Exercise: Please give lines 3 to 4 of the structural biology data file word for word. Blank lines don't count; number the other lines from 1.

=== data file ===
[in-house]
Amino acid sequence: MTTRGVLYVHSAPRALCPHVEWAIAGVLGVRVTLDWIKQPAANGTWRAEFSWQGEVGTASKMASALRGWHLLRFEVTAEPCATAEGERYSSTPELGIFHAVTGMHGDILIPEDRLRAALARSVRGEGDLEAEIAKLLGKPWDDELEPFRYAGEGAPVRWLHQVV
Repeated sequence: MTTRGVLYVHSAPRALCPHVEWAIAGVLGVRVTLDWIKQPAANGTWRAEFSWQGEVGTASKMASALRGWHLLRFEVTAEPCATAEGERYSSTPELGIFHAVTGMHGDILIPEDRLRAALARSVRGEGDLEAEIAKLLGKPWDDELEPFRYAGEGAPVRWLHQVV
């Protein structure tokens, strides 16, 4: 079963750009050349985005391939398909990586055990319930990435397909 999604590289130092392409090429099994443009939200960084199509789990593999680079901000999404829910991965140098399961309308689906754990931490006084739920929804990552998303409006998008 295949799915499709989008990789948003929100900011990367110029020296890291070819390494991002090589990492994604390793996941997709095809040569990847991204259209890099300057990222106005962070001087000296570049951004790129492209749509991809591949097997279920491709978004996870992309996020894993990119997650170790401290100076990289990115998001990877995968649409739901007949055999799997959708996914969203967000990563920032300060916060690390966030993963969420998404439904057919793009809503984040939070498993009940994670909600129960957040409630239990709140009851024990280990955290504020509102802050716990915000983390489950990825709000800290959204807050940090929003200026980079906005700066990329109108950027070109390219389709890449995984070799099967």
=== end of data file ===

Repeated sequence: MTTRGVLYVHSAPRALCPHVEWAIAGVLGVRVTLDWIKQPAANGTWRAEFSWQGEVGTASKMASALRGWHLLRFEVTAEPCATAEGERYSSTPELGIFHAVTGMHGDILIPEDRLRAALARSVRGEGDLEAEIAKLLGKPWDDELEPFRYAGEGAPVRWLHQVV
């Protein structure tokens, strides 16, 4: 079963750009050349985005391939398909990586055990319930990435397909 999604590289130092392409090429099994443009939200960084199509789990593999680079901000999404829910991965140098399961309308689906754990931490006084739920929804990552998303409006998008 295949799915499709989008990789948003929100900011990367110029020296890291070819390494991002090589990492994604390793996941997709095809040569990847991204259209890099300057990222106005962070001087000296570049951004790129492209749509991809591949097997279920491709978004996870992309996020894993990119997650170790401290100076990289990115998001990877995968649409739901007949055999799997959708996914969203967000990563920032300060916060690390966030993963969420998404439904057919793009809503984040939070498993009940994670909600129960957040409630239990709140009851024990280990955290504020509102802050716990915000983390489950990825709000800290959204807050940090929003200026980079906005700066990329109108950027070109390219389709890449995984070799099967």